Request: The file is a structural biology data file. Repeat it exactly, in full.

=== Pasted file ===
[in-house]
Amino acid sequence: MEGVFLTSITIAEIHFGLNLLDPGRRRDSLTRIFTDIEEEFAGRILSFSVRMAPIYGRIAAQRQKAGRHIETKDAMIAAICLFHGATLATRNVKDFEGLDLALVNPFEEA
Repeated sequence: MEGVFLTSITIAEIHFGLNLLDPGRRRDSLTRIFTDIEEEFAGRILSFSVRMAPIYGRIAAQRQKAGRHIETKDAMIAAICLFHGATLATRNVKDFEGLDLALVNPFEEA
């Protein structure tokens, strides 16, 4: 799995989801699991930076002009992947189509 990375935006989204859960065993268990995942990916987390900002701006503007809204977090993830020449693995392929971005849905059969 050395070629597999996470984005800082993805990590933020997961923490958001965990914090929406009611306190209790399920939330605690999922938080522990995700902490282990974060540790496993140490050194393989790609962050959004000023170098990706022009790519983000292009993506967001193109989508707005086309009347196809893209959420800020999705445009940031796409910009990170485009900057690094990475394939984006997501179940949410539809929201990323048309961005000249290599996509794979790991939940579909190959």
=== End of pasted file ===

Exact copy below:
[in-house]
Amino acid sequence: MEGVFLTSITIAEIHFGLNLLDPGRRRDSLTRIFTDIEEEFAGRILSFSVRMAPIYGRIAAQRQKAGRHIETKDAMIAAICLFHGATLATRNVKDFEGLDLALVNPFEEA
Repeated sequence: MEGVFLTSITIAEIHFGLNLLDPGRRRDSLTRIFTDIEEEFAGRILSFSVRMAPIYGRIAAQRQKAGRHIETKDAMIAAICLFHGATLATRNVKDFEGLDLALVNPFEEA
């Protein structure tokens, strides 16, 4: 799995989801699991930076002009992947189509 990375935006989204859960065993268990995942990916987390900002701006503007809204977090993830020449693995392929971005849905059969 050395070629597999996470984005800082993805990590933020997961923490958001965990914090929406009611306190209790399920939330605690999922938080522990995700902490282990974060540790496993140490050194393989790609962050959004000023170098990706022009790519983000292009993506967001193109989508707005086309009347196809893209959420800020999705445009940031796409910009990170485009900057690094990475394939984006997501179940949410539809929201990323048309961005000249290599996509794979790991939940579909190959």